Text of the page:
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Indigenous prints have captured many hearts in Australia and around the world. Here’s a list of 6 Indigenous-owned fashion brands to shop from — they are either owned, designed and/or produced by powerful Aboriginal and Torres Strait Islander women.
Best for: all-occasion sheath and silk dresses and scarves
Ngali is a high-end Indigenous clothing and collectibles line that’s been featured in various magazines and the Afterpay Australian Fashion Week 2021. It was founded by Denni Francisco, a fashion entrepreneur and proud Wradjuri woman with over 25 years’ experience in the industry.
Ngali’s process operates through the lens of Yindayamarra — fashion that is respectful, polite, considered and gentle to Country. It shows honour to the cross country collaborations with other Aboriginal and Torres Strait Islander creatives.
Ngali’s collections showcase beautiful Indigenous prints on versatile designs that suit all occasions. Currently, it features the works of Giji artist Lindsay Malay, who is based in the remote Aboriginal community of Warmun in Western Australia’s Kimberley region.
As an Indigenous business, Ngali share their achievements through artist royalties and the Buy 1 Give 1 Business for Good Initiative. Each purchase supports the building of IT and literacy skills for young people in remote Aboriginal communities.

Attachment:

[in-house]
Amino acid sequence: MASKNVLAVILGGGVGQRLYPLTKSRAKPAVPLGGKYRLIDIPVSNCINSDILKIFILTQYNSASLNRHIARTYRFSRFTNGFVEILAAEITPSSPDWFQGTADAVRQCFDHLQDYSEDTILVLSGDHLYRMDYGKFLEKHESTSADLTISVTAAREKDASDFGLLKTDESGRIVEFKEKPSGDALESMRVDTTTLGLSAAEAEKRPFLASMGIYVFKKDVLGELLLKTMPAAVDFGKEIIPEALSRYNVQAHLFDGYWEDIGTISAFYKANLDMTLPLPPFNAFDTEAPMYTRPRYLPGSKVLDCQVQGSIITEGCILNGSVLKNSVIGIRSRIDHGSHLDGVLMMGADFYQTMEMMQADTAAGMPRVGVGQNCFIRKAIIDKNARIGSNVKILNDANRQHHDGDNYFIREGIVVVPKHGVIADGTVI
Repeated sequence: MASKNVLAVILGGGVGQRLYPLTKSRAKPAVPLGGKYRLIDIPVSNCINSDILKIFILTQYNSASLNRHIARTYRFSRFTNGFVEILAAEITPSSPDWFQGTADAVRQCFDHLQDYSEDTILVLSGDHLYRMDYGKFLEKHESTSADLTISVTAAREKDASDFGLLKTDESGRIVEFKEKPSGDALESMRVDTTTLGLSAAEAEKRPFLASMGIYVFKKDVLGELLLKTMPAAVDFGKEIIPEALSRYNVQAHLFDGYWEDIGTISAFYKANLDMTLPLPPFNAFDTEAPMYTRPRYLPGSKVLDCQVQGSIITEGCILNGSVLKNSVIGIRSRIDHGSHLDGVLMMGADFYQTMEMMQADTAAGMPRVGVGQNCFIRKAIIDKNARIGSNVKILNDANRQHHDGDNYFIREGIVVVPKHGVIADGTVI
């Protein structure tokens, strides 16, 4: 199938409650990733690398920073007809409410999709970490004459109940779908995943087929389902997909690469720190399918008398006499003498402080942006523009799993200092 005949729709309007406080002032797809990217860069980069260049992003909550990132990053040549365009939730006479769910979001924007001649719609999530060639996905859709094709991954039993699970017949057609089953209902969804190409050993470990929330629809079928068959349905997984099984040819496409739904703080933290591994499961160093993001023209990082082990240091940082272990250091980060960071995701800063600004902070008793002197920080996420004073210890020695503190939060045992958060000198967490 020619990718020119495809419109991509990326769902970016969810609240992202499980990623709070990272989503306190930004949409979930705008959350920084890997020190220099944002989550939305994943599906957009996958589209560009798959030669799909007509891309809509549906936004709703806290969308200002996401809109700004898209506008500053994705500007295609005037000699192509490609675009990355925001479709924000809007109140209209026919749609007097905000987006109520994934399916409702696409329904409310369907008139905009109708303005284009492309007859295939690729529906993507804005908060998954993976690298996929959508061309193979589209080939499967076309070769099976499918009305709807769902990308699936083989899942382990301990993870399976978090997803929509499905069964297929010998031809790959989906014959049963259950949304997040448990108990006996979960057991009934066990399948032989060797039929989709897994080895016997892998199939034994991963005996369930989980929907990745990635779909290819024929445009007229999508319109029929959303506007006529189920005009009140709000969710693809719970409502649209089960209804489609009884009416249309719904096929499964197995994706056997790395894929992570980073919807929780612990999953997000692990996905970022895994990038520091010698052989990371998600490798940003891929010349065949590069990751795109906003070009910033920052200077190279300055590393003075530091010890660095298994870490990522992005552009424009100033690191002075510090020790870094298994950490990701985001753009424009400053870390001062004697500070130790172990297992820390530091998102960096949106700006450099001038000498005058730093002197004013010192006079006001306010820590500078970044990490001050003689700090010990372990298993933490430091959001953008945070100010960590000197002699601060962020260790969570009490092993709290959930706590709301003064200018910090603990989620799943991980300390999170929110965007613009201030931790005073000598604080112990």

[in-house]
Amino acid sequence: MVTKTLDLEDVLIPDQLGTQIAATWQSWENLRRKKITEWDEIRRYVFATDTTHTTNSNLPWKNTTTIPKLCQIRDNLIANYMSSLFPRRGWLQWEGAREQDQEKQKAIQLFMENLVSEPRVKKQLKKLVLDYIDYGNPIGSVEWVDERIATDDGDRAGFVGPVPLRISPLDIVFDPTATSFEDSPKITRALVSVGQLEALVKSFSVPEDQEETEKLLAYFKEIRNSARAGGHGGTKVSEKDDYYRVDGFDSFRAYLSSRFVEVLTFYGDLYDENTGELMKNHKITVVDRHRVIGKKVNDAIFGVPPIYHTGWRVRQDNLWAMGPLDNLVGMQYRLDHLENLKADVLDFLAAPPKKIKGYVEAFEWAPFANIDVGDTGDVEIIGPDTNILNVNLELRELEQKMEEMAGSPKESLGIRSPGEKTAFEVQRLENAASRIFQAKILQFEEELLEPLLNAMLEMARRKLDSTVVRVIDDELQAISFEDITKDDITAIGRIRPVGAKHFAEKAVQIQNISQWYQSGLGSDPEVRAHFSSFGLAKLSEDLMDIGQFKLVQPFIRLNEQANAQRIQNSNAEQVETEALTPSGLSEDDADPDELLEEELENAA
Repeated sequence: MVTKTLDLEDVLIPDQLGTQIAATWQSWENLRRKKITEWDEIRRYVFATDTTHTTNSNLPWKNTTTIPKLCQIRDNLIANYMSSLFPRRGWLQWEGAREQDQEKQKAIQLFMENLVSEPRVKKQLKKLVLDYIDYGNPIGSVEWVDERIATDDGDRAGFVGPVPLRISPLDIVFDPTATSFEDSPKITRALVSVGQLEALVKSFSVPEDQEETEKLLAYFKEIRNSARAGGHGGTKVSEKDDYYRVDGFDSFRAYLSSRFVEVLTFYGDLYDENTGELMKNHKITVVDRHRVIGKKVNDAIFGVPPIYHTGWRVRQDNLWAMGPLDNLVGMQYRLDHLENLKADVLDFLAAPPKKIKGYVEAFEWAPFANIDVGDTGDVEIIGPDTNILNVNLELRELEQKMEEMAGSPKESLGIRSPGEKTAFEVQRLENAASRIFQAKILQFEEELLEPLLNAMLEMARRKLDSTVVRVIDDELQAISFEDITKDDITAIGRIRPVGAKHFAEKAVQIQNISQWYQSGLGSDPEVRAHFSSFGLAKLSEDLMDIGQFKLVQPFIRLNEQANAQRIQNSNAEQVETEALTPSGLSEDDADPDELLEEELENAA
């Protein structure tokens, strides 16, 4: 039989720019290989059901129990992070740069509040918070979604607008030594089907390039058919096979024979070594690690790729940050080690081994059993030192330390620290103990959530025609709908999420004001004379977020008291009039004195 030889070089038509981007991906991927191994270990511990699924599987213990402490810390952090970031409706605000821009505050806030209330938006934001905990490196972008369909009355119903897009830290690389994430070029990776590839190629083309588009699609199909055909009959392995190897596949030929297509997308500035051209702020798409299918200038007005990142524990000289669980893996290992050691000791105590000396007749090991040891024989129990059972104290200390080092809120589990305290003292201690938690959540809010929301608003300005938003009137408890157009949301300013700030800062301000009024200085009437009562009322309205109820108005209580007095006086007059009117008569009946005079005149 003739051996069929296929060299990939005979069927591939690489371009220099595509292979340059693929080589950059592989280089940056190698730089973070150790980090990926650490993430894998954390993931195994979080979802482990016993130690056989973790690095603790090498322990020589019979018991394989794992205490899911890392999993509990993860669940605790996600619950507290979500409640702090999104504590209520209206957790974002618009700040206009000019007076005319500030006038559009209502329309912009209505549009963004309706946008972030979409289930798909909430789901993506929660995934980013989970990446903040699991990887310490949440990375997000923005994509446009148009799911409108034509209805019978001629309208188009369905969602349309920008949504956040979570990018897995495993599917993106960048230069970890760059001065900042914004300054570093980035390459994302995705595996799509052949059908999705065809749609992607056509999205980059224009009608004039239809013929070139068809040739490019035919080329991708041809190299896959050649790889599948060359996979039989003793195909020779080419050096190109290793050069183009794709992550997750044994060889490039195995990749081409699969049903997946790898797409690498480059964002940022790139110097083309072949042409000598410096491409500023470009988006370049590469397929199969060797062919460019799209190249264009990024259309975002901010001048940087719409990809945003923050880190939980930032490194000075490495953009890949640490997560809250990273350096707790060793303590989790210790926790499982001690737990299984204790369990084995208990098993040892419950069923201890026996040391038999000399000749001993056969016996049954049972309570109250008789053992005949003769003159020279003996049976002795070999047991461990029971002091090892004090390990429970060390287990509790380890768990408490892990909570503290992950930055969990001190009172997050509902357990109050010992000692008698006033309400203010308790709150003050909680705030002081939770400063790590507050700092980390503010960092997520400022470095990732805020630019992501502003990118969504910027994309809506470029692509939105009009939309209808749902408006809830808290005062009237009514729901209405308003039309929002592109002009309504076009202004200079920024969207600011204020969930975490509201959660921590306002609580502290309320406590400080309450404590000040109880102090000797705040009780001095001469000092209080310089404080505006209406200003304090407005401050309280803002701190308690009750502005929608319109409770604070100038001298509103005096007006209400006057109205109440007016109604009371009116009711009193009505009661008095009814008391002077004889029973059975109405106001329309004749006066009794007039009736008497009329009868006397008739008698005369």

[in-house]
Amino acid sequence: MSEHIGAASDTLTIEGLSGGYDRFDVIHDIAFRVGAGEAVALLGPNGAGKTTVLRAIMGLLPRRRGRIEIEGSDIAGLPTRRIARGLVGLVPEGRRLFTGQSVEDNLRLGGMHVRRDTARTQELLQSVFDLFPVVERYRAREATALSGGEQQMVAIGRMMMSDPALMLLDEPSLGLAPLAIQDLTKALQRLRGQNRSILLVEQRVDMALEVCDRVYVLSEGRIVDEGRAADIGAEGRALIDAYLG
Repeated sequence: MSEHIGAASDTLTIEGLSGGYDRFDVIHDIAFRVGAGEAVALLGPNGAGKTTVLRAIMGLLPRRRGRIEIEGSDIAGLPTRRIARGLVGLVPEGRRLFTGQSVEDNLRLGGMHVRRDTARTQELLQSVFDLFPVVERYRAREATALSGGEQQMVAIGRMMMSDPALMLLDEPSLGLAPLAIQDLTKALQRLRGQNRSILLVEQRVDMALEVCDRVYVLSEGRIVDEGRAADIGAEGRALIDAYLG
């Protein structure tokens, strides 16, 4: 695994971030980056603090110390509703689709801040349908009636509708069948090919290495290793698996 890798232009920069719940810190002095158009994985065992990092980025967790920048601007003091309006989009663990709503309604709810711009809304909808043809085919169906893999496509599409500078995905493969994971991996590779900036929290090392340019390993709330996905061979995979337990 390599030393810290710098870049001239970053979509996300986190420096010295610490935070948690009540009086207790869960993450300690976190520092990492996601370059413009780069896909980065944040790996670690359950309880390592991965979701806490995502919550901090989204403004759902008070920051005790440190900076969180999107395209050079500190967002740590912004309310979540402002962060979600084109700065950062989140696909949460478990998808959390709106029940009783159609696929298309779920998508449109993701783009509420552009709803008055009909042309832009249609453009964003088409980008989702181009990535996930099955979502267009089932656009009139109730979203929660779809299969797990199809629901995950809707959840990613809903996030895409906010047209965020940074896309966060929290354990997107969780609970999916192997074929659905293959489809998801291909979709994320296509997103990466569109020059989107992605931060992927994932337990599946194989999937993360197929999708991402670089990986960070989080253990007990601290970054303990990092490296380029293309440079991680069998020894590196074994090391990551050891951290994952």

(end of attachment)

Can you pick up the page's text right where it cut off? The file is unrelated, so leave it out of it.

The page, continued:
Best for: maxi dresses and swimwear
Kirrikin is an Australian luxury resortwear and accessories brand that features artworks of contemporary Indigenous Australian artists. The word Kirrikin itself roughly translates to “Sunday's best clothes”, which was recorded by missionaries visiting the Hunter Valley early in the 1820’s – it is also part of Wonnarua language revitalisation.
Kirrikin currently works with six Aboriginal artists: Emma Kerslake of Palawa heritage, Kaye Lorraine White from the Gararimarra skin group in the North-West Australian Pilbara region, Buffie Corunna of the Noongar Nation, Sheryl Hicks from Pilbara region, Helena Geiger of the Gumbayngirr language group and Lena Andrews, a Bunuba and Walmajarri woman. Many of the exclusive designs revolve around Aboriginal identity. Their prints explore Aboriginal people, traditions, and their land and capture the essence of Australia.
The artists’ Aboriginal artworks are showcased through digital printing on stunning, yet wearable, handcrafted silk & cashmere scarves; silk neckties, bow ties & pocket squares — as well as sustainable fabric including viscose (wood pulp) and vita lycra (recycled plastic bottle lycra). A percentage of each & every Kirrikin purchase is directly returned to the featured Indigenous Australian artist involved in the design.
If you love an item but the price tag scares you a bit, remember, their pieces are designed and hand made in Australia. Also don’t forget that you can always sell them to thrift stores like SwapUp.
Best for: loungewear and statement tees
Gammin threads is the creative outlet for Tahnee, a proud descendant of the Yorta Yorta, Taungurung, Boonwurrung & Mutti Mutti nations. Her love of typography, language and living colourfully results in a fun and playful fashion brand that combines deadly tees, jumpers and accessories for women and kids. These products for really fun looks with names like: sweet retreat, coburg nights, hot aunty summer and footscray winter!